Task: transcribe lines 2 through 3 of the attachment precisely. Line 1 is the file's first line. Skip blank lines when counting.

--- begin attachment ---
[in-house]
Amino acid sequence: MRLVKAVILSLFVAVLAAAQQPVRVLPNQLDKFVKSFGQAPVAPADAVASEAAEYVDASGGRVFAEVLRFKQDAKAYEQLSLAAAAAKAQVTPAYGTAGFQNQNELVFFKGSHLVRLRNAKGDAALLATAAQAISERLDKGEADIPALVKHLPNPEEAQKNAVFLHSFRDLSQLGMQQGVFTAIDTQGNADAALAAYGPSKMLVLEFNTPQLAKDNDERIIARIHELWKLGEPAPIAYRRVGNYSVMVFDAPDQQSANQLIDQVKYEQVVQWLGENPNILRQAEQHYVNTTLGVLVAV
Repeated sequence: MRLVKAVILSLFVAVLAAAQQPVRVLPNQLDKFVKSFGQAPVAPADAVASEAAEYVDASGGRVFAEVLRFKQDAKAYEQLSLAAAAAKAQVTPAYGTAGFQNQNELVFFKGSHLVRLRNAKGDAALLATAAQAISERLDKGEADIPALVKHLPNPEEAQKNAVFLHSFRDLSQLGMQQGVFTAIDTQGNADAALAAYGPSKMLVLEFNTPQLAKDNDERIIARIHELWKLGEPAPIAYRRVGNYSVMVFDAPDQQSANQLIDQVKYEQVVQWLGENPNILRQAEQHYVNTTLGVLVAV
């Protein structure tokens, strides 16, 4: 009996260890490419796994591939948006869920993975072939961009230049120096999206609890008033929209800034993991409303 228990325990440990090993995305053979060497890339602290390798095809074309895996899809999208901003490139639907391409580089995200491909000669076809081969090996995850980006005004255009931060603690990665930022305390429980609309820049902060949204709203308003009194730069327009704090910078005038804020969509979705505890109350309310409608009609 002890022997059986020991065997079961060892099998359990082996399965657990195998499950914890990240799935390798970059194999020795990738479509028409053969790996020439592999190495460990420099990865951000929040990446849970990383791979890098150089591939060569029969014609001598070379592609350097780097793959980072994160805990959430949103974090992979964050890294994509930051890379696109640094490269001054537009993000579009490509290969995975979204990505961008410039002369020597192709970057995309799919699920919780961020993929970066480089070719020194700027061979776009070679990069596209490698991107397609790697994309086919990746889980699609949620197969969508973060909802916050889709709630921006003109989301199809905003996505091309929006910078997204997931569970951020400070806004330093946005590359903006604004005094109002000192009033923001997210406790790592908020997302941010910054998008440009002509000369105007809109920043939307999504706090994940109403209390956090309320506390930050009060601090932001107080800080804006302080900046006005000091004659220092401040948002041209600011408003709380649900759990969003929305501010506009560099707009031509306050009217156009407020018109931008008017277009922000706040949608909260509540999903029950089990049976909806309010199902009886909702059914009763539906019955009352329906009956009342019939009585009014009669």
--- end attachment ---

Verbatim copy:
Amino acid sequence: MRLVKAVILSLFVAVLAAAQQPVRVLPNQLDKFVKSFGQAPVAPADAVASEAAEYVDASGGRVFAEVLRFKQDAKAYEQLSLAAAAAKAQVTPAYGTAGFQNQNELVFFKGSHLVRLRNAKGDAALLATAAQAISERLDKGEADIPALVKHLPNPEEAQKNAVFLHSFRDLSQLGMQQGVFTAIDTQGNADAALAAYGPSKMLVLEFNTPQLAKDNDERIIARIHELWKLGEPAPIAYRRVGNYSVMVFDAPDQQSANQLIDQVKYEQVVQWLGENPNILRQAEQHYVNTTLGVLVAV
Repeated sequence: MRLVKAVILSLFVAVLAAAQQPVRVLPNQLDKFVKSFGQAPVAPADAVASEAAEYVDASGGRVFAEVLRFKQDAKAYEQLSLAAAAAKAQVTPAYGTAGFQNQNELVFFKGSHLVRLRNAKGDAALLATAAQAISERLDKGEADIPALVKHLPNPEEAQKNAVFLHSFRDLSQLGMQQGVFTAIDTQGNADAALAAYGPSKMLVLEFNTPQLAKDNDERIIARIHELWKLGEPAPIAYRRVGNYSVMVFDAPDQQSANQLIDQVKYEQVVQWLGENPNILRQAEQHYVNTTLGVLVAV